[Jandek] Time delays and death thoughts

Frank Hardy soccerdude219 at yahoo.com
Wed Dec 7 10:18:13 PST 2005

My two cents: Smith was born in 1945, so it makes sense that a picture of him where he looks like he's in his forties would have been taken in the 80's, and lo, the evidence stands up. The Jandek in Trubee's 1985 interview was 40 years old, and his voice sounds much more like the one that first surfaced on Put My Dream on this Planet- gruffer, more used, but the same guy. And the Jandek who comes out and performs nowadays sounds even older than this guy. So the records seem to be on a ten to fiteen year time delay- I'd guess that the stuff he's putting out now is from the early 90's, and he could be recording something right now that we won't hear 'till the next decade! Then again, considering 2005's bombardment of CDs, maybe it'll be a lot sooner.
  Plus, think about this: even if he isn't dying soon like some people think, he'll eventually have to, and if his records are indeed on time-delay, that means he'll have a good right to ten albums in the "vault" that he'll never live to see released. In other words, even if he stays healthy and lives into his eighties or nineties, he'll always be ten years behind. To me this is a better explanation of the sudden swath of releases- he's trying to catch up with his own mortality. 
Seth Tisue <seth at tisue.net> wrote:
  >>>>> "Ian" == Ian H writes:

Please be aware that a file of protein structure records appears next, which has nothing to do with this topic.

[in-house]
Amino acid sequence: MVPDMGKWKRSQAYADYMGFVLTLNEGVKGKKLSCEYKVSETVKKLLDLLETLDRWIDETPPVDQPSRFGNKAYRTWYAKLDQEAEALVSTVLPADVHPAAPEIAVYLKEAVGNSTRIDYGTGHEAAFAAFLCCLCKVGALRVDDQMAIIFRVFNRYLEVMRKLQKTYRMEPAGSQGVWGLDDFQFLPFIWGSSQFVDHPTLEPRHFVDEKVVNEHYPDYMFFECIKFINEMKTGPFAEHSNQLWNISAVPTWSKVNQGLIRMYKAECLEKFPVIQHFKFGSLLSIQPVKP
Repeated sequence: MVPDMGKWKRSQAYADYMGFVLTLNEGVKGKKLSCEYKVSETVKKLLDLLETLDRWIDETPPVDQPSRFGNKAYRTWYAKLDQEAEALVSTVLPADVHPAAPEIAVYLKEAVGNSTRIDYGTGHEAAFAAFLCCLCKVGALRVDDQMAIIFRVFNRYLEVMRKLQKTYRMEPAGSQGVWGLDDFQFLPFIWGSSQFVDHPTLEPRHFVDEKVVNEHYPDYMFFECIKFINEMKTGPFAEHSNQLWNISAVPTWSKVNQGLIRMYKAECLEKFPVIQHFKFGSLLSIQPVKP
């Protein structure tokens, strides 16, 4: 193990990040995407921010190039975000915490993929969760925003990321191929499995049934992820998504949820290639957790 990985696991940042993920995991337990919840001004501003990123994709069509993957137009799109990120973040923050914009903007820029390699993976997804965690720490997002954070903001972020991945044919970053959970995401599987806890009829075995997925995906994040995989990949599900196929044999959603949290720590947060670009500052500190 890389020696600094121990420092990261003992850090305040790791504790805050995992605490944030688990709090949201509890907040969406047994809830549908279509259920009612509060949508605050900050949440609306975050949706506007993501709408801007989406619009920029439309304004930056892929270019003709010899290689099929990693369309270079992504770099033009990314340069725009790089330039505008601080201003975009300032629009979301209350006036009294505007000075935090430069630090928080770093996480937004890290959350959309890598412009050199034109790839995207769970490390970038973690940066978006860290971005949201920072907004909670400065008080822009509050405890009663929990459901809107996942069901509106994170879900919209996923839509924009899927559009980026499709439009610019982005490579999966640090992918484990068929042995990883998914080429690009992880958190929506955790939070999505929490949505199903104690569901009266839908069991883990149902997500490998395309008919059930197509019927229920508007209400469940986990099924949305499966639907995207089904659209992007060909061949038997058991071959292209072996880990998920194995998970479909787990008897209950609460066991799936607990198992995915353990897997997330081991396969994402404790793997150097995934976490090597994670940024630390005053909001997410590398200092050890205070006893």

Ian> I'm not sure if the best way is to try and identify the era by the
Ian> cars in the photo. The most telling bit in the picture for me is
Ian> the fact that you can see CCTV cameras attached to the lampost
Ian> above the traffic lights.

I ran this info by Mr. Tyler and he says one, that he's certain that the
Mappin & Webb building was empty by 1986, and two, that there were some
CCTV cameras in central London "since the early 1980's". I've tried to
confirm this on the web with little success; there's lots of references
to a massive wave of CCTV installations in the early 1990's, but only
scattered references to more limited deployment of CCTV before then.
"Police Surveillance and the Emergence of CCTV in the 1960s"
like it might be a definitive source, but it costs money to view. Even
the title and abstract show, though, that some CCTV cameras were in
place in England as early as the 1960's, and "most commentators have
dated their arrival to the 1980s." And at
we read:

1974: installation of video surveillance systems to monitor traffic on
the major arterial roads in and through London.
1975: installation of video surveillance system in four London
Underground train stations.
1984: installation of surveillance cameras at major rallying points
for public protest in central London. Picketers surveilled during
miners' strike.

Not Bored! is an anarchist/situationist magazine that I remember reading
back in the 1980's; I'm pleased to see it's still around. I think it's
funny that the UK National Consumer Council cites their timeline at
I'm confirmed the 1975 date on the British Transport Police site.

Anyway, it's looking like 1980's for the "When I Took the Train" photo,
not 1990's.

Seth Tisue | seth at tisue.net
http://tisue.net | http://www.flickr.com/photos/tisue/

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